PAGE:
Interesting exercise! Winogrand is fairly easy. Just look at any photo from his masterpiece book The Animals, and you're probably looking at something that is very definitively Winogrand. I have a copy of Figments from the Real World, a posthumous collection of all his major work, and I can comfortably say that The Animals was some of his best. There are many great photos in that collection, but I will probably choose the photo shown below, Couple at Zoo Looking at Each Other, Wolf in Cage, New York, 1962.


Couple at Zoo Looking at Each Other, Wolf in Cage, New York, 1962.

©Garry Winogrand

Daido Moriyama, however, is a photographer whose work is extremely hard to encapsulate in a series of well-written paragraphs, much less a single photo. He constantly challenges my notions about art and photography and subsequently makes me renew my perspectives on a regular basis. When I think of Winogrand, a number of iconic images pop into my head all at once. Moriyama has a few such images, but it's really his overall aesthetic that I envision at the mention of his name.

If I were forced to choose a single photograph for Daido, it would probably be Tights in Shimotakaido, shown below. It's not his most iconic—that would likely be Stray Dog—but it's up there. It also serves as a bit of a tame warning for any prudes out there not to dig too deep into his work. To be honest, though, the only way you're really going to get a feel for Moriyama is to get your hands on one of his many books and look through it. Fortunately, my library has a number of them in stock, although I've yet to see a copy of Farewell Photography, which might be his most famous. It will allegedly seriously challenge your views of what photography is and can be.


Tights in Shimotakaido, 1987.

©Daido Moriyama

4. In my very short yet enjoyable exploration of zine printing thus far I have been coming to the conclusion that film photography and zine printing seem to be correlated. Something you agree with?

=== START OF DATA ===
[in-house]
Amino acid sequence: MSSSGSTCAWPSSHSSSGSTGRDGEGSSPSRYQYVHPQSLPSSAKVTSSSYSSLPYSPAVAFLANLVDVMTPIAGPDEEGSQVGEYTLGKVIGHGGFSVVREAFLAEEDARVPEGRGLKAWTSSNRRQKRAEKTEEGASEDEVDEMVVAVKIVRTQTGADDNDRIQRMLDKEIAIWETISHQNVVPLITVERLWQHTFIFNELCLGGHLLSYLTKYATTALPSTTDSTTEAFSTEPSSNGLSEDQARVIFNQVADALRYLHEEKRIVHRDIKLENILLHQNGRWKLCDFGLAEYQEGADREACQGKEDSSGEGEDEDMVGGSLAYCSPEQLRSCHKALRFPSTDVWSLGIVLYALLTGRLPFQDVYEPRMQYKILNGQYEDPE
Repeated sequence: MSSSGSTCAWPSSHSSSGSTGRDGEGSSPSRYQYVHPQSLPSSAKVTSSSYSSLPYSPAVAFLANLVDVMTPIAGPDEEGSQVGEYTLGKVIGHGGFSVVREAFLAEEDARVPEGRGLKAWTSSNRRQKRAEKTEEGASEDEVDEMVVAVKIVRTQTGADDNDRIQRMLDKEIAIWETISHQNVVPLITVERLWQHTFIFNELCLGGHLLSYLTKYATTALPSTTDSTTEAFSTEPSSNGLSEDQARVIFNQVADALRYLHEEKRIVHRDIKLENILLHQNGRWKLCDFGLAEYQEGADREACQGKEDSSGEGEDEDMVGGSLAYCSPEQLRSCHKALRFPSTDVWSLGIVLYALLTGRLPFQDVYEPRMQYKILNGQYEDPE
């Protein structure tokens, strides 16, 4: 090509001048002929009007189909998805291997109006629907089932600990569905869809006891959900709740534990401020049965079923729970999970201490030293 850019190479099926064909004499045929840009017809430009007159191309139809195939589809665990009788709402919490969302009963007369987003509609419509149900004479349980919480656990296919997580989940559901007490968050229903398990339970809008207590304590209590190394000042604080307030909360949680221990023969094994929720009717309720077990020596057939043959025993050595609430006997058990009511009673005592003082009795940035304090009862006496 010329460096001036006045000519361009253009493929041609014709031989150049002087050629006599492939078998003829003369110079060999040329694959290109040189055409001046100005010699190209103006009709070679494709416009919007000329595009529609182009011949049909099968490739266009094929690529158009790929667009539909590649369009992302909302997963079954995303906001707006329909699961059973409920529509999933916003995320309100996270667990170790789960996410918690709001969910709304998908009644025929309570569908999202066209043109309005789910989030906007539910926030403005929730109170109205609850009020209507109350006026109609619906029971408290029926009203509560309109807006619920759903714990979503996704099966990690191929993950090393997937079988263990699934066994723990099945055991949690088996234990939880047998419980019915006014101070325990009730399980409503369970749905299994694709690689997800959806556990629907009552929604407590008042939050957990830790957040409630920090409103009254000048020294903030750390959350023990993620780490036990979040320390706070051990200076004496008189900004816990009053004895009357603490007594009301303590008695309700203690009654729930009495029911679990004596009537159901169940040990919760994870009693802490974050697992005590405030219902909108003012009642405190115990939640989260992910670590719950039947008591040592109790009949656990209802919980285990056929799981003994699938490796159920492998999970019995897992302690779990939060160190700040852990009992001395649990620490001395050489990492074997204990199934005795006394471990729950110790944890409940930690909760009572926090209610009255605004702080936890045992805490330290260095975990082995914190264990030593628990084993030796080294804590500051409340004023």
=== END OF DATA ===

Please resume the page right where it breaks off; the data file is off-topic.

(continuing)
I wouldn't be surprised if there's a strong correlation. When you compare the advantages and disadvantages of the two mediums, there's a lot more reason to shoot digital. Therefore, those who shoot film must have strong reasons for doing so. One reason that keeps being mentioned is that working with film is a welcome respite from a backlit computer screen. Another advantage is that the process leaves you with a physical product in the form of a negative. So already, it makes sense that film photographers are the type of people who would realize the value in a tangible product. So if people are starting to get sick of the ubiquity of sharing digital photos online and are looking for more of a real-world connection, it makes sense that the first of those people would be film shooters, because they already have a foot in the door.


Even if you're starting to think about printing, odds are you're probably thinking about traditional single-image printing practices: you take your film or a bunch of images on an SD card to get printed individually by a photo lab, or if you're really old-school, you print with an enlarger in the darkroom. That leads to a range of final products based around single images. I'm a fan of singular images, because I feel that they can be very powerful. But what I think people really want is a curated set of photos, and I think you're going to see a rise in photo books as a result. Also, nobody has any money anymore, so the luxury of a fine art print is a much tougher sell.